## University Calculus: Early Transcendentals (3rd Edition)

Published by Pearson

# Chapter 3 - Section 3.8 - Derivatives of Inverse Functions and Logarithms - Exercises - Page 175: 96

#### Answer

$$y'=\frac{(\ln(\ln x)+1)(\ln x)^{\ln x}}{x}$$

#### Work Step by Step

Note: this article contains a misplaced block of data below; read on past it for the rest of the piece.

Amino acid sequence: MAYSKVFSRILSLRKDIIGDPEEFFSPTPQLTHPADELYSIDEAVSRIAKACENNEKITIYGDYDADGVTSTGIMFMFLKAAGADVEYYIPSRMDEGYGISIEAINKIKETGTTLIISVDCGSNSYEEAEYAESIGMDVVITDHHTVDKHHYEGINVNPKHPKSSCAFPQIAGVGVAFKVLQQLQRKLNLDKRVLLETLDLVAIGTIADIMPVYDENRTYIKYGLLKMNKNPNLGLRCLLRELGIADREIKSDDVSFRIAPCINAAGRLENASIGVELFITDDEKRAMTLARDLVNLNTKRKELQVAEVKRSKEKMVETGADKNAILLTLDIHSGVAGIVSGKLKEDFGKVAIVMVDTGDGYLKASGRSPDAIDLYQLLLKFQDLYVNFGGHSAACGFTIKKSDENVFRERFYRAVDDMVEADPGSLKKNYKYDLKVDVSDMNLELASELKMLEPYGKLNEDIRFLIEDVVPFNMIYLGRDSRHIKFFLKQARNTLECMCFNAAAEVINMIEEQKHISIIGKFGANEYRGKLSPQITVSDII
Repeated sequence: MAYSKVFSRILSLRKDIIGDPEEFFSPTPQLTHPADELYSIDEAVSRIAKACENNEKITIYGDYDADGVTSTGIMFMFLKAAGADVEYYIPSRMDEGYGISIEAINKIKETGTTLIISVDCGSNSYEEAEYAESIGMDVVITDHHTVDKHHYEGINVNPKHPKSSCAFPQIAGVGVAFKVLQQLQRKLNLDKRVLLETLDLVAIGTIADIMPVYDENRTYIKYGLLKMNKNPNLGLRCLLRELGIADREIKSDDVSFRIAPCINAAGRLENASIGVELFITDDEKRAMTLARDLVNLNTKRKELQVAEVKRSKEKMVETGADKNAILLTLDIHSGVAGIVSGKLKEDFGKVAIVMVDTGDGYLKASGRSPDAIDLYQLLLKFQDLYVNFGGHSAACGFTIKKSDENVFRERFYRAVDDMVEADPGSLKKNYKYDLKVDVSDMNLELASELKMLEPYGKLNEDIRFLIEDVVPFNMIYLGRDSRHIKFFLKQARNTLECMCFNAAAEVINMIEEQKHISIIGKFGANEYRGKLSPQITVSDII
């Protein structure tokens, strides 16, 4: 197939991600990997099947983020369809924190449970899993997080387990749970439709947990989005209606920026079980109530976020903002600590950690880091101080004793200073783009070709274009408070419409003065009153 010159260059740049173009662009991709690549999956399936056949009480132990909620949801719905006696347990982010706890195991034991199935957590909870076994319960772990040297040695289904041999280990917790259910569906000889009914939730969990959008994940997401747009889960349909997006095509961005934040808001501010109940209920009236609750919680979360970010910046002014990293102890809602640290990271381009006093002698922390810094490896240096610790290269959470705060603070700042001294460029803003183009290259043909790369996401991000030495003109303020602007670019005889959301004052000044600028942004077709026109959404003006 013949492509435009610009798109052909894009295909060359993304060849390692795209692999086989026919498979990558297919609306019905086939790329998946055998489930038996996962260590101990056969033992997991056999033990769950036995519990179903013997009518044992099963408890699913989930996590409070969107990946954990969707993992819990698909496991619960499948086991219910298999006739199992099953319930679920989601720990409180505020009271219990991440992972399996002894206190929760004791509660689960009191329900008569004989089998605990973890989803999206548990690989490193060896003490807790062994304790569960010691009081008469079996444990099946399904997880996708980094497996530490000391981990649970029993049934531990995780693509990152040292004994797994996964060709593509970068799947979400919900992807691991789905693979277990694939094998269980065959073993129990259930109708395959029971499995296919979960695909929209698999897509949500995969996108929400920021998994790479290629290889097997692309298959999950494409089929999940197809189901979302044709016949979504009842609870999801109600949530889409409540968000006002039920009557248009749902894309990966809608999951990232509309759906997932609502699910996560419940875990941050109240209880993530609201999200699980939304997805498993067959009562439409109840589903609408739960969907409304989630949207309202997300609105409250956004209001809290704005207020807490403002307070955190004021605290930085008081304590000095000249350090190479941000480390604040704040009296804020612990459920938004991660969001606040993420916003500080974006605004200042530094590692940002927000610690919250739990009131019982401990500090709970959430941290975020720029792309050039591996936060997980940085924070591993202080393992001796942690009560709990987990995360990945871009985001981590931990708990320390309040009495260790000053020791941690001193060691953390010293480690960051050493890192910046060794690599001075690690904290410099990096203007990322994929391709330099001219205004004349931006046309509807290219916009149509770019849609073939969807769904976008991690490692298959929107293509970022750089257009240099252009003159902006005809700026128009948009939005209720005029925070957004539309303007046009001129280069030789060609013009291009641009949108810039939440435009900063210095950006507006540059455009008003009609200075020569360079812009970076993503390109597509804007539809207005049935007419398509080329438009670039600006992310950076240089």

$$y=(\ln x)^{\ln x}$$ We can use logarithmic differentiation to solve these problems. Take the natural logarithm of both sides: $$\ln y =\ln(\ln x)^{\ln x}$$ $$\ln y =\ln x\ln(\ln x)$$ Next, use implicit differentiation to solve for $y'$ with respect to $x$: $$\frac{y'}{y}=\Big((\ln x)'\ln(\ln x)\Big)+\Big(\ln x(\ln(\ln x))'\Big)$$ $$\frac{y'}{y}=\frac{\ln(\ln x)}{x}+(\ln x)\times\frac{1}{\ln x}\times(\ln x)'$$ $$\frac{y'}{y}=\frac{\ln(\ln x)}{x}+1\times\frac{1}{x}$$ $$\frac{y'}{y}=\frac{\ln(\ln x)}{x}+\frac{1}{x}=\frac{\ln(\ln x)+1}{x}$$ Now solve for $y'$: $$y'=\frac{(\ln(\ln x)+1)y}{x}$$ $$y'=\frac{(\ln(\ln x)+1)(\ln x)^{\ln x}}{x}$$

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